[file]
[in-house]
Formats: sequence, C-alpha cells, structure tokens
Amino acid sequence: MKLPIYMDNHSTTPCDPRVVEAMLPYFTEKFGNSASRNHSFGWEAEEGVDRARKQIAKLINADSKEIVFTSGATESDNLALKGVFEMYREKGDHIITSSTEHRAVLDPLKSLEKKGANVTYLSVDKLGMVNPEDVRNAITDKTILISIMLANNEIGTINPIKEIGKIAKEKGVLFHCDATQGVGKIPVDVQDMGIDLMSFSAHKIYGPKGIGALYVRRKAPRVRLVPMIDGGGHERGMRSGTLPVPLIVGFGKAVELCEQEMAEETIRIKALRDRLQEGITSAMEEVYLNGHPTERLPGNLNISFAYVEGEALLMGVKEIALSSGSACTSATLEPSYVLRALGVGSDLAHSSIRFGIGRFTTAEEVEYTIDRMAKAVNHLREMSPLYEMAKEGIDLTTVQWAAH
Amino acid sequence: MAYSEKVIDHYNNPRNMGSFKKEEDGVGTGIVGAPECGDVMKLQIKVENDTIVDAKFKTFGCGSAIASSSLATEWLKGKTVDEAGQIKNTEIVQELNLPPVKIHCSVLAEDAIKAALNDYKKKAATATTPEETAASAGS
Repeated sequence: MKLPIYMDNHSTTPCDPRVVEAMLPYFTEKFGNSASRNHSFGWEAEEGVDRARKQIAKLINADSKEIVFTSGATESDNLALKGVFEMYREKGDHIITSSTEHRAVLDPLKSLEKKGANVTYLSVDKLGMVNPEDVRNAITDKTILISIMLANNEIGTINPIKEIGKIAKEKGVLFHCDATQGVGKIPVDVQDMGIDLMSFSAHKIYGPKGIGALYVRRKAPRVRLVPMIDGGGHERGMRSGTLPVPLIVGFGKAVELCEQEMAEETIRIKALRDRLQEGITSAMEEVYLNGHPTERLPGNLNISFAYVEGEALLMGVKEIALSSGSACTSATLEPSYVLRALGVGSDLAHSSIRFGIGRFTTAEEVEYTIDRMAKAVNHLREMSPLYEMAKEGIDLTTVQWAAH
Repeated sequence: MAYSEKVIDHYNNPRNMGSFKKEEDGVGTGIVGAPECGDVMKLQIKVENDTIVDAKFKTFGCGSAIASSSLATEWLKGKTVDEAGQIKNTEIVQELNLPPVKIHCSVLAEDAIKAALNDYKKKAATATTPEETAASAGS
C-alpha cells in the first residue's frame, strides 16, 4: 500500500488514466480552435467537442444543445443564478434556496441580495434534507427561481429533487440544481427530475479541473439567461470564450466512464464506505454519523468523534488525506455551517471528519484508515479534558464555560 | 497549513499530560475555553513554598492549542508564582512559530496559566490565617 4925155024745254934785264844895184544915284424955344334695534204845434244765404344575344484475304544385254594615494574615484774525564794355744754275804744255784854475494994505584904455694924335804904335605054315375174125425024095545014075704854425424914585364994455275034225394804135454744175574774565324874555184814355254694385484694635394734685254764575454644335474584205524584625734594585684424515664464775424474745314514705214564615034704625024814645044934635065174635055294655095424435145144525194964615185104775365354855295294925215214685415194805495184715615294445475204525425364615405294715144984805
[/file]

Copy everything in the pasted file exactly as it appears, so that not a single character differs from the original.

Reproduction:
[in-house]
Formats: sequence, C-alpha cells, structure tokens
Amino acid sequence: MKLPIYMDNHSTTPCDPRVVEAMLPYFTEKFGNSASRNHSFGWEAEEGVDRARKQIAKLINADSKEIVFTSGATESDNLALKGVFEMYREKGDHIITSSTEHRAVLDPLKSLEKKGANVTYLSVDKLGMVNPEDVRNAITDKTILISIMLANNEIGTINPIKEIGKIAKEKGVLFHCDATQGVGKIPVDVQDMGIDLMSFSAHKIYGPKGIGALYVRRKAPRVRLVPMIDGGGHERGMRSGTLPVPLIVGFGKAVELCEQEMAEETIRIKALRDRLQEGITSAMEEVYLNGHPTERLPGNLNISFAYVEGEALLMGVKEIALSSGSACTSATLEPSYVLRALGVGSDLAHSSIRFGIGRFTTAEEVEYTIDRMAKAVNHLREMSPLYEMAKEGIDLTTVQWAAH
Amino acid sequence: MAYSEKVIDHYNNPRNMGSFKKEEDGVGTGIVGAPECGDVMKLQIKVENDTIVDAKFKTFGCGSAIASSSLATEWLKGKTVDEAGQIKNTEIVQELNLPPVKIHCSVLAEDAIKAALNDYKKKAATATTPEETAASAGS
Repeated sequence: MKLPIYMDNHSTTPCDPRVVEAMLPYFTEKFGNSASRNHSFGWEAEEGVDRARKQIAKLINADSKEIVFTSGATESDNLALKGVFEMYREKGDHIITSSTEHRAVLDPLKSLEKKGANVTYLSVDKLGMVNPEDVRNAITDKTILISIMLANNEIGTINPIKEIGKIAKEKGVLFHCDATQGVGKIPVDVQDMGIDLMSFSAHKIYGPKGIGALYVRRKAPRVRLVPMIDGGGHERGMRSGTLPVPLIVGFGKAVELCEQEMAEETIRIKALRDRLQEGITSAMEEVYLNGHPTERLPGNLNISFAYVEGEALLMGVKEIALSSGSACTSATLEPSYVLRALGVGSDLAHSSIRFGIGRFTTAEEVEYTIDRMAKAVNHLREMSPLYEMAKEGIDLTTVQWAAH
Repeated sequence: MAYSEKVIDHYNNPRNMGSFKKEEDGVGTGIVGAPECGDVMKLQIKVENDTIVDAKFKTFGCGSAIASSSLATEWLKGKTVDEAGQIKNTEIVQELNLPPVKIHCSVLAEDAIKAALNDYKKKAATATTPEETAASAGS
C-alpha cells in the first residue's frame, strides 16, 4: 500500500488514466480552435467537442444543445443564478434556496441580495434534507427561481429533487440544481427530475479541473439567461470564450466512464464506505454519523468523534488525506455551517471528519484508515479534558464555560 | 497549513499530560475555553513554598492549542508564582512559530496559566490565617 4925155024745254934785264844895184544915284424955344334695534204845434244765404344575344484475304544385254594615494574615484774525564794355744754275804744255784854475494994505584904455694924335804904335605054315375174125425024095545014075704854425424914585364994455275034225394804135454744175574774565324874555184814355254694385484694635394734685254764575454644335474584205524584625734594585684424515664464775424474745314514705214564615034704625024814645044934635065174635055294655095424435145144525194964615185104775365354855295294925215214685415194805495184715615294445475204525425364615405294715144984805